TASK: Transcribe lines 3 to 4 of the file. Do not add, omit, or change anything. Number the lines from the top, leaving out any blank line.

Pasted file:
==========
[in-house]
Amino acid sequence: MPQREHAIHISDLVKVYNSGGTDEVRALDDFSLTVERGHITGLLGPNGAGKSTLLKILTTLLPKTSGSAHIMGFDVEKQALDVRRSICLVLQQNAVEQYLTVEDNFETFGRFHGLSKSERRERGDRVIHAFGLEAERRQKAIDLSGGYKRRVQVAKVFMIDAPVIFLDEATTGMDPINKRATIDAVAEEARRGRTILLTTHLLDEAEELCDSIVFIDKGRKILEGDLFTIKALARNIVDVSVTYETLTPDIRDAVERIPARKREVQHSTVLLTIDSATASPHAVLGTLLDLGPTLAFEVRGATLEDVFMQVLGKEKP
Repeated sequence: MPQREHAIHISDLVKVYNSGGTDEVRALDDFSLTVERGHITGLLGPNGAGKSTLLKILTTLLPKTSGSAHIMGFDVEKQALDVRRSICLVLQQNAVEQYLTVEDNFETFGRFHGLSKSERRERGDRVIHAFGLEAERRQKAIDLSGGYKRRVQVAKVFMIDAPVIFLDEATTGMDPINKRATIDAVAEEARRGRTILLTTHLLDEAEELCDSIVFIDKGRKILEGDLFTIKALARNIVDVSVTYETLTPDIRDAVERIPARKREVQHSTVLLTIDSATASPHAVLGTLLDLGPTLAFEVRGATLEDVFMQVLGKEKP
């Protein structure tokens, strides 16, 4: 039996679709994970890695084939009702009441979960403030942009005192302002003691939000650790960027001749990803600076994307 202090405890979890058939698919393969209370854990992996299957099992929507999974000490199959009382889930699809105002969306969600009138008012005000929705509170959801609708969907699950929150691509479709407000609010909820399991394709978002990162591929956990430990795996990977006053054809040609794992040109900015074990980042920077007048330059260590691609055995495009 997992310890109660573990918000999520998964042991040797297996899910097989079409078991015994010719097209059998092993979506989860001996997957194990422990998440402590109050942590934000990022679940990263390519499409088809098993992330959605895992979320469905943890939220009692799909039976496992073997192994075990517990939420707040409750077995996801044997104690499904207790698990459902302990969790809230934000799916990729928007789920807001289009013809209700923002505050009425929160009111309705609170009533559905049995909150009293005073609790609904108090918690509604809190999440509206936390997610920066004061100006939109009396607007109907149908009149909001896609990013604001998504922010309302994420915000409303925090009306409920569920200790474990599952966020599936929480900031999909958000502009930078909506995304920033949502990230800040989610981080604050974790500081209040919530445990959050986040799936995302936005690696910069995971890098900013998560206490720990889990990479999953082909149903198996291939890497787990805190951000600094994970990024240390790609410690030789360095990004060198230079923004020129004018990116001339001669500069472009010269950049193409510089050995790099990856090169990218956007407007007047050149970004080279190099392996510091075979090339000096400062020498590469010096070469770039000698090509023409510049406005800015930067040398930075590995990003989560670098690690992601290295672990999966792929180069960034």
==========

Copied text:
Repeated sequence: MPQREHAIHISDLVKVYNSGGTDEVRALDDFSLTVERGHITGLLGPNGAGKSTLLKILTTLLPKTSGSAHIMGFDVEKQALDVRRSICLVLQQNAVEQYLTVEDNFETFGRFHGLSKSERRERGDRVIHAFGLEAERRQKAIDLSGGYKRRVQVAKVFMIDAPVIFLDEATTGMDPINKRATIDAVAEEARRGRTILLTTHLLDEAEELCDSIVFIDKGRKILEGDLFTIKALARNIVDVSVTYETLTPDIRDAVERIPARKREVQHSTVLLTIDSATASPHAVLGTLLDLGPTLAFEVRGATLEDVFMQVLGKEKP
């Protein structure tokens, strides 16, 4: 039996679709994970890695084939009702009441979960403030942009005192302002003691939000650790960027001749990803600076994307 202090405890979890058939698919393969209370854990992996299957099992929507999974000490199959009382889930699809105002969306969600009138008012005000929705509170959801609708969907699950929150691509479709407000609010909820399991394709978002990162591929956990430990795996990977006053054809040609794992040109900015074990980042920077007048330059260590691609055995495009 997992310890109660573990918000999520998964042991040797297996899910097989079409078991015994010719097209059998092993979506989860001996997957194990422990998440402590109050942590934000990022679940990263390519499409088809098993992330959605895992979320469905943890939220009692799909039976496992073997192994075990517990939420707040409750077995996801044997104690499904207790698990459902302990969790809230934000799916990729928007789920807001289009013809209700923002505050009425929160009111309705609170009533559905049995909150009293005073609790609904108090918690509604809190999440509206936390997610920066004061100006939109009396607007109907149908009149909001896609990013604001998504922010309302994420915000409303925090009306409920569920200790474990599952966020599936929480900031999909958000502009930078909506995304920033949502990230800040989610981080604050974790500081209040919530445990959050986040799936995302936005690696910069995971890098900013998560206490720990889990990479999953082909149903198996291939890497787990805190951000600094994970990024240390790609410690030789360095990004060198230079923004020129004018990116001339001669500069472009010269950049193409510089050995790099990856090169990218956007407007007047050149970004080279190099392996510091075979090339000096400062020498590469010096070469770039000698090509023409510049406005800015930067040398930075590995990003989560670098690690992601290295672990999966792929180069960034």